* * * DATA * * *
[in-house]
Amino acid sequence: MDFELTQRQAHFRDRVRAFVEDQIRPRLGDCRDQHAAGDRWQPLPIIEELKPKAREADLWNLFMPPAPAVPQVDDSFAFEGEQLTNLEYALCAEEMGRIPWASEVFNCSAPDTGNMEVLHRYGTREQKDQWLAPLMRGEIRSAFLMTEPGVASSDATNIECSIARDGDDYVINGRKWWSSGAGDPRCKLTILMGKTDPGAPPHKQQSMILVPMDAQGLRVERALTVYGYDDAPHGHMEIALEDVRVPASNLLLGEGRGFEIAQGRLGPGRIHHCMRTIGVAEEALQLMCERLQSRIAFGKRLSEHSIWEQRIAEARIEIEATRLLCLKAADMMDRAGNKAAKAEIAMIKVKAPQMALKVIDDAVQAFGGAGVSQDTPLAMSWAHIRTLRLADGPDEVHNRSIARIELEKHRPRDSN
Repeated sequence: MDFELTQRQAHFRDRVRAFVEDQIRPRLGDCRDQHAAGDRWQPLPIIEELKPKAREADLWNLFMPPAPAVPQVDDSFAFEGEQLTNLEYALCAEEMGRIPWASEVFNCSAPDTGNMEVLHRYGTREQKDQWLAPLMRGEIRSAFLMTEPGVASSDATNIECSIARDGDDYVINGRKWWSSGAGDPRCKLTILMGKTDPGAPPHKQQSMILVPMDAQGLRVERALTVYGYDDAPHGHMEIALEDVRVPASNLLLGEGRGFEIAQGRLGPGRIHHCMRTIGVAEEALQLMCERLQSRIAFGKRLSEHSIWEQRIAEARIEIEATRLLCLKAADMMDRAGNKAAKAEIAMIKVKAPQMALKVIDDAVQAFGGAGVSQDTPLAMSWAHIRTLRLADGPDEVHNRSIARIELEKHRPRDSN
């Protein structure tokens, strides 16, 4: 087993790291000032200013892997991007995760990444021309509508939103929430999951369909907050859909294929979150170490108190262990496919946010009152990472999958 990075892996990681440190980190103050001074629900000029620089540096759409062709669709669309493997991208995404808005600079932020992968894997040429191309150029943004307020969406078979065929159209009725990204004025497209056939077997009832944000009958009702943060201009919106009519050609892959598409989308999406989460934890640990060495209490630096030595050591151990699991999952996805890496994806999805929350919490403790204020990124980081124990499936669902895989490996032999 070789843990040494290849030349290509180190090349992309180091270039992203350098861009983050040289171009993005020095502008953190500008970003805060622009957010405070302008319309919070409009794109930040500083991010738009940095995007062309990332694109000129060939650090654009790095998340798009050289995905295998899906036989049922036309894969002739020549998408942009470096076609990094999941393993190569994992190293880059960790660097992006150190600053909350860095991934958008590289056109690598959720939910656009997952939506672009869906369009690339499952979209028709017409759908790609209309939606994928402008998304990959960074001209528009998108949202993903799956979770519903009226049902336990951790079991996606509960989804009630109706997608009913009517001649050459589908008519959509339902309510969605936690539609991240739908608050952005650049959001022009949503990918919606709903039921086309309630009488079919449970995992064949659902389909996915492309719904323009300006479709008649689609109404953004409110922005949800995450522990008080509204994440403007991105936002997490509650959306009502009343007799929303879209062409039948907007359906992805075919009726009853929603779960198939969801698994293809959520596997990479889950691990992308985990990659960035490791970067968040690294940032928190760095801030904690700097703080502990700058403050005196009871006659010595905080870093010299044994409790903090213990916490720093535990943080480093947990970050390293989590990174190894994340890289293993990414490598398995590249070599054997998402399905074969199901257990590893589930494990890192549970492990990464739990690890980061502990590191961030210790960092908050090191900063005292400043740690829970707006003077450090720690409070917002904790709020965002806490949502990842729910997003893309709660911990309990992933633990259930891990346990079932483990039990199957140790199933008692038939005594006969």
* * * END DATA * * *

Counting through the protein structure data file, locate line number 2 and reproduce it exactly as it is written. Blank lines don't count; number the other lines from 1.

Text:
Amino acid sequence: MDFELTQRQAHFRDRVRAFVEDQIRPRLGDCRDQHAAGDRWQPLPIIEELKPKAREADLWNLFMPPAPAVPQVDDSFAFEGEQLTNLEYALCAEEMGRIPWASEVFNCSAPDTGNMEVLHRYGTREQKDQWLAPLMRGEIRSAFLMTEPGVASSDATNIECSIARDGDDYVINGRKWWSSGAGDPRCKLTILMGKTDPGAPPHKQQSMILVPMDAQGLRVERALTVYGYDDAPHGHMEIALEDVRVPASNLLLGEGRGFEIAQGRLGPGRIHHCMRTIGVAEEALQLMCERLQSRIAFGKRLSEHSIWEQRIAEARIEIEATRLLCLKAADMMDRAGNKAAKAEIAMIKVKAPQMALKVIDDAVQAFGGAGVSQDTPLAMSWAHIRTLRLADGPDEVHNRSIARIELEKHRPRDSN